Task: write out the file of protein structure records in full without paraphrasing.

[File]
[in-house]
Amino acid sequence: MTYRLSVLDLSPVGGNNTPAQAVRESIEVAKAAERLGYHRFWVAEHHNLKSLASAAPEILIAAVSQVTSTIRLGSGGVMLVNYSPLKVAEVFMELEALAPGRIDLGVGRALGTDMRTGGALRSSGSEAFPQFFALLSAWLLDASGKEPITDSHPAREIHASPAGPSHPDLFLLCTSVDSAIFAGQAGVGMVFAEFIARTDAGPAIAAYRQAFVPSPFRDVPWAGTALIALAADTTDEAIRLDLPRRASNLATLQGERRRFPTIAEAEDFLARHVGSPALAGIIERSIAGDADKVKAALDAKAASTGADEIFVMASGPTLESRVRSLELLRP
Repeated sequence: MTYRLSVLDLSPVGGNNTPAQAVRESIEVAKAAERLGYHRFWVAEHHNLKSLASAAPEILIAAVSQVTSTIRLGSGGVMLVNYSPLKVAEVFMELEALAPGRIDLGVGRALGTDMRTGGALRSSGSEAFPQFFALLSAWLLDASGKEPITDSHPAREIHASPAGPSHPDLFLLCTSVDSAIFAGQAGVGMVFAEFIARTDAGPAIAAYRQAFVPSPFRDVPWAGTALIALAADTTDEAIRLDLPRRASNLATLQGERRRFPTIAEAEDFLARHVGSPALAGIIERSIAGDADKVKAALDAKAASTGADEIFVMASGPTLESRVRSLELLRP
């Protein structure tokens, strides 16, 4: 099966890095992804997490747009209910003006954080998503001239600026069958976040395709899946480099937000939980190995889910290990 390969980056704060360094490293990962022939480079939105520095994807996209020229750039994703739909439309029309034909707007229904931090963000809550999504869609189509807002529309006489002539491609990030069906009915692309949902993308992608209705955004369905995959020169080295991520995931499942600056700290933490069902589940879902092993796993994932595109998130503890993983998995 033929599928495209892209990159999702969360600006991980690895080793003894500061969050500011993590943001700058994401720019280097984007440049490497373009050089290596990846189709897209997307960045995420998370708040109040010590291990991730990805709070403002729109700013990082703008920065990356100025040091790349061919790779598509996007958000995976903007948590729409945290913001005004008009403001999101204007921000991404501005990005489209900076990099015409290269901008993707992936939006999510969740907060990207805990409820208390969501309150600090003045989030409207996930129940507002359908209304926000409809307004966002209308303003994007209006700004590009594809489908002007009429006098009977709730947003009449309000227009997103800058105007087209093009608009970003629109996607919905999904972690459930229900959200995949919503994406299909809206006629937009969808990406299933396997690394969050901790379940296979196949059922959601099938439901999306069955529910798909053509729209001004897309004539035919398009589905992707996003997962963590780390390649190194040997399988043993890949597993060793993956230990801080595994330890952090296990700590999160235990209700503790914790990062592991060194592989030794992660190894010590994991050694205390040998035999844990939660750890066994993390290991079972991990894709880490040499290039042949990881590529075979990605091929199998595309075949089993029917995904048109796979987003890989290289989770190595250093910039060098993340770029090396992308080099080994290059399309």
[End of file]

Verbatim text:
[in-house]
Amino acid sequence: MTYRLSVLDLSPVGGNNTPAQAVRESIEVAKAAERLGYHRFWVAEHHNLKSLASAAPEILIAAVSQVTSTIRLGSGGVMLVNYSPLKVAEVFMELEALAPGRIDLGVGRALGTDMRTGGALRSSGSEAFPQFFALLSAWLLDASGKEPITDSHPAREIHASPAGPSHPDLFLLCTSVDSAIFAGQAGVGMVFAEFIARTDAGPAIAAYRQAFVPSPFRDVPWAGTALIALAADTTDEAIRLDLPRRASNLATLQGERRRFPTIAEAEDFLARHVGSPALAGIIERSIAGDADKVKAALDAKAASTGADEIFVMASGPTLESRVRSLELLRP
Repeated sequence: MTYRLSVLDLSPVGGNNTPAQAVRESIEVAKAAERLGYHRFWVAEHHNLKSLASAAPEILIAAVSQVTSTIRLGSGGVMLVNYSPLKVAEVFMELEALAPGRIDLGVGRALGTDMRTGGALRSSGSEAFPQFFALLSAWLLDASGKEPITDSHPAREIHASPAGPSHPDLFLLCTSVDSAIFAGQAGVGMVFAEFIARTDAGPAIAAYRQAFVPSPFRDVPWAGTALIALAADTTDEAIRLDLPRRASNLATLQGERRRFPTIAEAEDFLARHVGSPALAGIIERSIAGDADKVKAALDAKAASTGADEIFVMASGPTLESRVRSLELLRP
């Protein structure tokens, strides 16, 4: 099966890095992804997490747009209910003006954080998503001239600026069958976040395709899946480099937000939980190995889910290990 390969980056704060360094490293990962022939480079939105520095994807996209020229750039994703739909439309029309034909707007229904931090963000809550999504869609189509807002529309006489002539491609990030069906009915692309949902993308992608209705955004369905995959020169080295991520995931499942600056700290933490069902589940879902092993796993994932595109998130503890993983998995 033929599928495209892209990159999702969360600006991980690895080793003894500061969050500011993590943001700058994401720019280097984007440049490497373009050089290596990846189709897209997307960045995420998370708040109040010590291990991730990805709070403002729109700013990082703008920065990356100025040091790349061919790779598509996007958000995976903007948590729409945290913001005004008009403001999101204007921000991404501005990005489209900076990099015409290269901008993707992936939006999510969740907060990207805990409820208390969501309150600090003045989030409207996930129940507002359908209304926000409809307004966002209308303003994007209006700004590009594809489908002007009429006098009977709730947003009449309000227009997103800058105007087209093009608009970003629109996607919905999904972690459930229900959200995949919503994406299909809206006629937009969808990406299933396997690394969050901790379940296979196949059922959601099938439901999306069955529910798909053509729209001004897309004539035919398009589905992707996003997962963590780390390649190194040997399988043993890949597993060793993956230990801080595994330890952090296990700590999160235990209700503790914790990062592991060194592989030794992660190894010590994991050694205390040998035999844990939660750890066994993390290991079972991990894709880490040499290039042949990881590529075979990605091929199998595309075949089993029917995904048109796979987003890989290289989770190595250093910039060098993340770029090396992308080099080994290059399309």